More Toxins in Clothes Than Previously Believed
STOCKHOLM, Sweden—Clothes contain much more toxic chemicals than previously known, according to a study by the Swedish Chemicals Agency.
When manufacturing clothes, large amounts of chemicals are being used, about three kilogram for one kilogram of clothes. Many of these substances, like preservatives and substances to prevent mold, cause allergies.
Some of these chemicals can cause cancer, or disrupt the hormone system, or even the human DNA, such as arylamines formed by azo colors. They are also harmful to the environment.
“Many used chemicals have not been evaluated from a health standpoint, and new chemicals are constantly being brought in, which we know very little about,” said Marianne Jarl, ombudsman of the Swedish Asthma and Allergy Association, a Swedish NGO.
In a report published October 3, 2014, the Swedish Chemicals Agency identified 2,400 substances. About ten percent of these could pose a danger to both humans and their environment. There are also allergic dyes in clothes that are not permitted by European Union (EU) regulation.
“Textiles are mostly manufactured outside of Europe,” said Jarl. “This means that the common EU regulation for chemicals, called REACH, is not being applied. In Asia, chemical legislation flaws incredibly, and importing countries may not know at all what kind of chemicals are being used.”
These harmful chemicals are not only affecting the people wearing the clothes, but also our environment, and the people who manufacture the clothes. Worst affected are the countries where the production takes place, as textile factories sometimes release contaminated waste water directly into the environment.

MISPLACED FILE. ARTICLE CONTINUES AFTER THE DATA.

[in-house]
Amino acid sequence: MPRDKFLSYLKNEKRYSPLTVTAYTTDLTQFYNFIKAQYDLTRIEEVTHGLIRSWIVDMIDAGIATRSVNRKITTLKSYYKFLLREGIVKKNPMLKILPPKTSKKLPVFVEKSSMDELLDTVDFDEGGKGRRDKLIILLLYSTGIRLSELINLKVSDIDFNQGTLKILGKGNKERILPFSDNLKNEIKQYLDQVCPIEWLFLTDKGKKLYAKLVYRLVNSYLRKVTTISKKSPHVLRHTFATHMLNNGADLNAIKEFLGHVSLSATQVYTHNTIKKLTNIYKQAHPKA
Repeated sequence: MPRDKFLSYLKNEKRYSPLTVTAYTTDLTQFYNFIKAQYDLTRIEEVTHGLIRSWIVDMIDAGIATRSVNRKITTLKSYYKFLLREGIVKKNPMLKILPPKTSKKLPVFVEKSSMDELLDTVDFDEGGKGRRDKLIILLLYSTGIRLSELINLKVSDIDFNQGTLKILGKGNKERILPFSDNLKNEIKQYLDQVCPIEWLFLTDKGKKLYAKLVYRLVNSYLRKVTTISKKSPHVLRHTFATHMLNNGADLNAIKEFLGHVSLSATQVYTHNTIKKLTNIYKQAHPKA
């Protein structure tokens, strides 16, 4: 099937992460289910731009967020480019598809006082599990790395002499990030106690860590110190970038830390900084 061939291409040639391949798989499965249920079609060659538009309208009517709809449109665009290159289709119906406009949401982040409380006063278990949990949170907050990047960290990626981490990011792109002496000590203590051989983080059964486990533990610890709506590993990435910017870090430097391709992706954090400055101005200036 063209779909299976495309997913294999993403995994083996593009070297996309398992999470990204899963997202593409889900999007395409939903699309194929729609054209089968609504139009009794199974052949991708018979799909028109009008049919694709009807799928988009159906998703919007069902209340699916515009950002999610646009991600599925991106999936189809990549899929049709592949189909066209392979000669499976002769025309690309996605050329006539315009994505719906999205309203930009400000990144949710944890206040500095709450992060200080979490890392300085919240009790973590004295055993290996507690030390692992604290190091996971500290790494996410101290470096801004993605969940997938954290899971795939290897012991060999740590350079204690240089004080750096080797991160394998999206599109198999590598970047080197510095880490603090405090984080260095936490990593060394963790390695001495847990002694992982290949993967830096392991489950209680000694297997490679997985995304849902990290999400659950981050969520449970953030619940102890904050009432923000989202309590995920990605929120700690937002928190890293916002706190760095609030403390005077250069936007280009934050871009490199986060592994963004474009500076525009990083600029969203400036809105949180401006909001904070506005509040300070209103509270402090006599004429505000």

Also, large amounts of harmful pesticides are used when growing cotton. Some of these substances can spread to other countries, and harm the environment there as well. One such substance is nonylphenol, which has been detected in Swedish sewage treatment plants.
Not even supposedly organic cotton is guaranteed to not contain harmful chemicals. They may be added during various processes, such as bleaching, dyeing, or printing.
Many Harmful Chemicals Still Allowed
According to Martha Sedvallson, President of the Swedish Asthma and Allergy Association, there are just too many dangerous chemicals that are still allowed. In addition, we know far too little about how harmful chemicals affect humans and the environment, even with current regulated limits.
“Even if companies choose to stay within the limits, there is no knowledge about the effects if several different harmful chemicals are being mixed in the process,” she said.
Some of these chemicals are washed away if you wash your clothes for the first time, but they end up in the environment, where they continue to do damage.
“The biggest problem with the use of chemicals, is the practice that has been developed over the last hundred years or so, that says a chemical needs to be classified as very dangerous before it is banned,” Marianne Jarl said.
She argues that the testing of chemicals is constantly lagging behind, and that there is little interest in looking at how chemicals affect our health and environment. Not even the major manufacturers seem very interested, she thinks.
“We feel that the burden of proof should be reversed: a chemical should be evaluated for its impact on health and environment, before large-scale production and industrial or household use is allowed,” Jarl said. “Unfortunately, the road to get there seems endless.”